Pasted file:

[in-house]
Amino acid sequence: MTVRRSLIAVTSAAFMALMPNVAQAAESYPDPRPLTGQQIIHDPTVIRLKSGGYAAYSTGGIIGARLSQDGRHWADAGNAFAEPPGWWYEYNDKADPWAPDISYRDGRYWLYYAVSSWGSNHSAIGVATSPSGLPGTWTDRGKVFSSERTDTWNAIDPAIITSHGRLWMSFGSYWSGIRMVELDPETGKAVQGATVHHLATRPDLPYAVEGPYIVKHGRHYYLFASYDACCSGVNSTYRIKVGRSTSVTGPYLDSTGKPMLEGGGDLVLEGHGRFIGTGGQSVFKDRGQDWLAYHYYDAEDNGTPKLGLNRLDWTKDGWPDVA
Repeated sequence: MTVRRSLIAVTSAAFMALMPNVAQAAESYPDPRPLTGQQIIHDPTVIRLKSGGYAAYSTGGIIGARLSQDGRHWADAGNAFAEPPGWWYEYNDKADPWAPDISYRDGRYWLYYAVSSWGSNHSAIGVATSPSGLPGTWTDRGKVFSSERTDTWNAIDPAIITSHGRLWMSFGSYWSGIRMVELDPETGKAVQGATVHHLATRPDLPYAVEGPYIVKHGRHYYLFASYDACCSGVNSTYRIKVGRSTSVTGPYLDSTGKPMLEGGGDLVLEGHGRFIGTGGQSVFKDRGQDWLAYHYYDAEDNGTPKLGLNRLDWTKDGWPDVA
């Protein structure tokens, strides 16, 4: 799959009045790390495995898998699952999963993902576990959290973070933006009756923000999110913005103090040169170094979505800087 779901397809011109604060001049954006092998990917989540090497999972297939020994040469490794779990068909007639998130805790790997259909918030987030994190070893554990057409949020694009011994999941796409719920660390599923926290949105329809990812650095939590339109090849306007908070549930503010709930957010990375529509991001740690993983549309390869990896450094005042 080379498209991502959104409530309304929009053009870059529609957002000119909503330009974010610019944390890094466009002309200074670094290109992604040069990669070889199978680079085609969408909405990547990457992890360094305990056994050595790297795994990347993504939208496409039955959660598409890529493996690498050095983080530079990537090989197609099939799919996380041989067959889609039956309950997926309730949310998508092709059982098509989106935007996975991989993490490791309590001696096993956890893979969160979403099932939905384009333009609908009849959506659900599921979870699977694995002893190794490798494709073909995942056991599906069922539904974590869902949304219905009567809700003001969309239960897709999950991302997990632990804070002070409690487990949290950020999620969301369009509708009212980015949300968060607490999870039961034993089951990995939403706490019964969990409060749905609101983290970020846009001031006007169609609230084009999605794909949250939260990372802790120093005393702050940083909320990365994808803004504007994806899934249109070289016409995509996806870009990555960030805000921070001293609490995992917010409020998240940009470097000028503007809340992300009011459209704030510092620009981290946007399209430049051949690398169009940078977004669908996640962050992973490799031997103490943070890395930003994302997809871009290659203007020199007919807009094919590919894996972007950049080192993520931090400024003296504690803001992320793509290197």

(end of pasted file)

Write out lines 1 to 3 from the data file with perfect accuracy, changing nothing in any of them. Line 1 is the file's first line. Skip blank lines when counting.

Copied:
[in-house]
Amino acid sequence: MTVRRSLIAVTSAAFMALMPNVAQAAESYPDPRPLTGQQIIHDPTVIRLKSGGYAAYSTGGIIGARLSQDGRHWADAGNAFAEPPGWWYEYNDKADPWAPDISYRDGRYWLYYAVSSWGSNHSAIGVATSPSGLPGTWTDRGKVFSSERTDTWNAIDPAIITSHGRLWMSFGSYWSGIRMVELDPETGKAVQGATVHHLATRPDLPYAVEGPYIVKHGRHYYLFASYDACCSGVNSTYRIKVGRSTSVTGPYLDSTGKPMLEGGGDLVLEGHGRFIGTGGQSVFKDRGQDWLAYHYYDAEDNGTPKLGLNRLDWTKDGWPDVA
Repeated sequence: MTVRRSLIAVTSAAFMALMPNVAQAAESYPDPRPLTGQQIIHDPTVIRLKSGGYAAYSTGGIIGARLSQDGRHWADAGNAFAEPPGWWYEYNDKADPWAPDISYRDGRYWLYYAVSSWGSNHSAIGVATSPSGLPGTWTDRGKVFSSERTDTWNAIDPAIITSHGRLWMSFGSYWSGIRMVELDPETGKAVQGATVHHLATRPDLPYAVEGPYIVKHGRHYYLFASYDACCSGVNSTYRIKVGRSTSVTGPYLDSTGKPMLEGGGDLVLEGHGRFIGTGGQSVFKDRGQDWLAYHYYDAEDNGTPKLGLNRLDWTKDGWPDVA